Spaanse erfenismaand

15 September - 15 Oktober is die Nasionale Spaanse Erfenismaand. OIR eer en bevorder hierdie nasionale viering deur geleenthede te skeduleer om die uiteenlopende kulture, geskiedenis en impak van Spaanse en Latynse kulture te eer.

Adelante

Aandete aangebied deur OIR, Hispanic & amp Latino Association, Latino Student Alliance Wepa en Multicultural Greek Council nooi Latynse studente en familielede/vriende uit. Alumni deel hul ervarings as monarge en studenteleiers. Studente -organisasies van Latinx bied inligtingstabel en hulpbronne aan.

Latinx Mentorskapverbinding

Om die sukses en behoud van studente te bevorder, nooi Hispanic & amp Latino Employee Association en OIR u uit om by ons mentorskapprogram aan te sluit om by 'n ODU Latinx -fakulteit of administrateur aan te pas.

Latinx Cultures Mane Hub -verbinding

Ontspan en of studeer in die Latinx Cultures Mane Hub -ruimte in die Webb -sentrum naby die metro -eetplek


Spaans? Chicano? Latinx? Wat in 'n naam?

Wat presies beteken 'Spaans'? Op wie is die term van toepassing? Sou 'Latino' verkieslik wees? Wat van 'Mexikaanse Amerikaner' of 'Chicano'?

Palo Alto College het in September en Oktober platicas gehou, of gesprekke om Erfenismaand op die kampus te herdenk. Een platika fokus op die verskillende identifiserende terme wat onder Latino en Spaanse bevolkings gebruik word.

Norma Cantú is 'n folkloris, digter, skrywer en professor in die geesteswetenskappe, moderne tale en letterkunde aan die Trinity University.

As 'n gegradueerde in Lincoln, Nebraska, in die sewentigerjare, het sy die taak gekry om met onderwysers te praat oor kulturele aanvaarding nadat hulle 'n toestroming van Viëtnamese immigrante ondervind het.

'Op een plek stel die superintendent my voor as' Spaans ', het Cantú gesê. 'Ek kom uit Laredo, Texas. Ek is nog nooit Spaans genoem nie. Ek is moontlik 'Mexikaans-Amerikaans' genoem. Miskien op 'n stadium 'Tejana.' Maar nooit as Spaans nie. "

'Ek het gevra:' Waarom het u my as Spaans voorgestel? ', Onthou Cantú. 'Toe sê die man vir my:' Ek wou jou nie beledig deur jou Mexikaan te noem nie. '

Dit het haar kwaad gemaak. Die superintendent het Cantú gevra wat sy verkies om genoem te word. 'En vir die eerste keer in my lewe,' het ek gesê, 'ek is 'n Chicana.'

'Chicano' en 'Chicana' is gelaaide woorde. Dit beteken dat dit verband hou met politieke aktivisme.

Ons hoor nou nuwer etikette. 'Hispanic' en 'Latino' is algemeen gebruik. Nou hoor ons 'Latinx' en 'Xicanx'.

Die X impliseer geslagsneutraliteit. Geslag weeg swaar in die Spaanse taal - "El Chicano, La Chicana." Die meeste woorde impliseer 'n geslag.

Maria López De León, uitvoerende direkteur van die National Association of Latino Arts & Cultures (NALAC), het gesê haar organisasie neig na "Latinx", hoewel sy haarself as 'n Chicana beskou.

"Die idee dat jy gestraf word, of dat jy anders word, net omdat jy anders lyk, net omdat jy 'n ander taal praat, is iets wat my regtig gedwing het om myself 'n Chicana te noem," het De León gesê. 'Dit was meer as net my erfenis, maar dit het gegaan oor my posisie oor beleid en 'n advokaat en 'n stem om by baie ander stemme in ons gemeenskap aan te sluit.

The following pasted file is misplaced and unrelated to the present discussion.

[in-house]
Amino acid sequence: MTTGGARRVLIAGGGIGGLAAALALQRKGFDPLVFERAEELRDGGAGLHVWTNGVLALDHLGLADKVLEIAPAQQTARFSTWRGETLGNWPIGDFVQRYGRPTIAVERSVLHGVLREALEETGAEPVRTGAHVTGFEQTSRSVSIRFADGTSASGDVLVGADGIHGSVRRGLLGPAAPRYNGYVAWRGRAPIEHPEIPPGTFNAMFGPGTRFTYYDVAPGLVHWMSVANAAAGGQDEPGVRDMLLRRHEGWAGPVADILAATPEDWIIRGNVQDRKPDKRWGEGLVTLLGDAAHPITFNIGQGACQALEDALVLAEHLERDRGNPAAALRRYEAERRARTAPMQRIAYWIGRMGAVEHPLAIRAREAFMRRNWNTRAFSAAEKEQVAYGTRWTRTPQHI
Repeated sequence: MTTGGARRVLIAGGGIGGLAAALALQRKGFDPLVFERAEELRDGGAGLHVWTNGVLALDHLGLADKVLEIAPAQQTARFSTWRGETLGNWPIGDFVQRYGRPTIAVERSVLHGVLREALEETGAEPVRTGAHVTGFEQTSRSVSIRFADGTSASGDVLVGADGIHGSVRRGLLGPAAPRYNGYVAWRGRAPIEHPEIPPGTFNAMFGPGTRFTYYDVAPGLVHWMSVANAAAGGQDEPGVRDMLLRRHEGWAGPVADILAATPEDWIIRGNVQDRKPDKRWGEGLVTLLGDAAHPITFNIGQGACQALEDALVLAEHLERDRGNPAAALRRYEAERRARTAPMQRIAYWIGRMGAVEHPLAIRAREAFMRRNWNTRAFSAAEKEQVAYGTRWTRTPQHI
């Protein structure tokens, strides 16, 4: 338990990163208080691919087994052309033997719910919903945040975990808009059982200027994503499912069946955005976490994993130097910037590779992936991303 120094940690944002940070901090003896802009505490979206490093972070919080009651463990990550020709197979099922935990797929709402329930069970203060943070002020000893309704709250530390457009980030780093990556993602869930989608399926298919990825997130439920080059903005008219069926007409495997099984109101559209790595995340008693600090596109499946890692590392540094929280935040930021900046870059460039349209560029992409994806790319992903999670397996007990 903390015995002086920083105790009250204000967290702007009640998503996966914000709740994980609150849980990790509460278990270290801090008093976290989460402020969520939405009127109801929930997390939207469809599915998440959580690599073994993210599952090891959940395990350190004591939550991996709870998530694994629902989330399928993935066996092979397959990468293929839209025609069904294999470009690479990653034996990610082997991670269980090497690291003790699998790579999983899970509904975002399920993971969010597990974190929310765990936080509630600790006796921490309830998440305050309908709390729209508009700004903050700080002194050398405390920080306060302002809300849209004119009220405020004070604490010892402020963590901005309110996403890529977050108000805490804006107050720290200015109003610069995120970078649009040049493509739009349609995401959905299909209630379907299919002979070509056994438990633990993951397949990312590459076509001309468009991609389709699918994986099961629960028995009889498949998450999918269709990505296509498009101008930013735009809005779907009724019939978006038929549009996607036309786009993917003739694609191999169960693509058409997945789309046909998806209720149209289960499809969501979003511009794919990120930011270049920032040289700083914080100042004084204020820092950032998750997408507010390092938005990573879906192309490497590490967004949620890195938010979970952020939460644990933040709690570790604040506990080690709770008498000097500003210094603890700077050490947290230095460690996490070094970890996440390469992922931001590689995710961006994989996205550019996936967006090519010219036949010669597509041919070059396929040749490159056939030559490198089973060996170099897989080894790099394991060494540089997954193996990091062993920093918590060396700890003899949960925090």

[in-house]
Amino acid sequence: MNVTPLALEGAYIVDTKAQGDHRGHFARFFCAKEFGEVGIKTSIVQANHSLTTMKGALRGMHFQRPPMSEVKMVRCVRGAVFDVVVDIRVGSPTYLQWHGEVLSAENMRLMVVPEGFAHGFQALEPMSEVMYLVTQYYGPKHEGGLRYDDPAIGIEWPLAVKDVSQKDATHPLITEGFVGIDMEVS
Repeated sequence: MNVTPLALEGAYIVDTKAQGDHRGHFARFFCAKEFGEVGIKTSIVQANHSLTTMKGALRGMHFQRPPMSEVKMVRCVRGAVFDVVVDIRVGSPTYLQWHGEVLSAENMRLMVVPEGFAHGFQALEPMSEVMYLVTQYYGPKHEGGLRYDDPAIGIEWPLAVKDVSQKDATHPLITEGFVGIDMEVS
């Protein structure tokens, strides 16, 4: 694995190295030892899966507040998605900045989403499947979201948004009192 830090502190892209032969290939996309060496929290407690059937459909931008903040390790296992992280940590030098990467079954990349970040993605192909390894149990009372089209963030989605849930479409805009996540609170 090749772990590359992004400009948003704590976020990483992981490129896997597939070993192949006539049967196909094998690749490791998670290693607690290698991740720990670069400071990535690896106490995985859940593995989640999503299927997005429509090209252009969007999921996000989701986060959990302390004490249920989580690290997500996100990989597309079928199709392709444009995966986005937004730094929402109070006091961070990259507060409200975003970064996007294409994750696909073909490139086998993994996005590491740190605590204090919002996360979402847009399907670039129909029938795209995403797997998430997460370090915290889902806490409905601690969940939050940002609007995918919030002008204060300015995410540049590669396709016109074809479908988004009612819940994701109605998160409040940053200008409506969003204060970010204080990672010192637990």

Student Andrew Salinas het homself 'n verkleurmannetjie genoem. Hy is die president van Palo Alto College SomosMAS, 'n studente -organisasie wat burgerlike betrokkenheid bevorder.

Salinas het gesê dat sy identifiserende woord na gelang van sy gehoor verander.

'In sommige kringe voel ek nie gemaklik om Latinx te sê nie,' sê Salinas, wat openlik gay is. 'Soos ons almal weet, is dit nie regtig goed dat sommige mense binne die Latinx -gemeenskap openlik gay, lesbies, transgender, biseksueel is nie. Ek sal dit óf in 'n veilige ruimte gebruik, óf. om die vere 'n bietjie te ritsel. "

Die paneelbespreking was 'n Hispanic Heritage Month -geleentheid, maar die panellede het hulself nie Hispanic genoem nie.

Cantú het gesê dat die oorsprong van die woord gewig verleen aan die Europese Spaanse erfenis in Amerika.

'Daar bestaan ​​nie iets soos Spaanse kultuur nie,' beklemtoon Cantú. 'Ek is 'n folkloris. Ek studeer kultuur. Daar is nie een taal nie, daar is nie een kos nie, daar is nie een musiek nie. Dit is alles. Dit is baie anders as u dit op die hele Amerikas plaas. Vir my is 'Hispanic' 'n totale verkeerde benaming. Daar is nie so 'n woord nie. "

Selfs Palo Alto College het die woord "Spaans" uit hul herdenkings op die Spaanse erfenismaand gesny. Dit is die afgelope vyf jaar eenvoudig 'erfenismaand' genoem. 'N Naamsverandering is aan die gang.

Lori Beth Rodriguez, koördineerder van Mexikaanse Amerikaanse studies aan die Palo Alto College, het gesê dat sy haar as Latinx identifiseer.

'Baie mense verstaan ​​nie die' x 'nie,' het sy gesê. 'Dit is asof dit beteken dat ek 'n soort seksuele identiteit het? Nee. Dit is geslagsneutraal. Dit respekteer alle geslagsidentiteite. ”

Rodriguez het gesê dat 'Latinx' 'n breër term is met verskeie kategorieë waaronder sy identifiseer.

'Ek is ook Tejana,' het sy gesê. 'Gebore en getoë in Suid -Texas, met my wortels geslagte terug. En Mexikaanse Amerikaner. En Chicana. Trotse Chicana. ChicanX. Dit is 'n lang lys. Al bogenoemde! Dit is my voorkeure. ”

En wat van diegene wat beweer dat ons koppelteken en etikette moet uitskakel en ons eenvoudig “Amerikaners” moet noem?

Cantú sê daar is geen of nie. Latino's is Amerikaans, het sy gesê, maar hulle kan ook Chicano/a en inheems wees.

'Veral inheemse Amerikaners,' het Cantú gesê. 'Hulle is die ware Amerikaners.'